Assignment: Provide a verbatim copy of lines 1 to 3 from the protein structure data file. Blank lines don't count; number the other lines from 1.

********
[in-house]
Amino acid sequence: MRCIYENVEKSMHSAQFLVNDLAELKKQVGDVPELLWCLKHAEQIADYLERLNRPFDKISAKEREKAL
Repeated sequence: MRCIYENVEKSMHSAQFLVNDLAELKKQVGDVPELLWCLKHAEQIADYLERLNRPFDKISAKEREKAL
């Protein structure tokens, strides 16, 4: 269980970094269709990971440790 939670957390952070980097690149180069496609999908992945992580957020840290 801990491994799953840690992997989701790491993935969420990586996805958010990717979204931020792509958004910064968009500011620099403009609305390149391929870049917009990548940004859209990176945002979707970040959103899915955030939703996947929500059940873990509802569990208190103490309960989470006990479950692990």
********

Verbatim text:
[in-house]
Amino acid sequence: MRCIYENVEKSMHSAQFLVNDLAELKKQVGDVPELLWCLKHAEQIADYLERLNRPFDKISAKEREKAL
Repeated sequence: MRCIYENVEKSMHSAQFLVNDLAELKKQVGDVPELLWCLKHAEQIADYLERLNRPFDKISAKEREKAL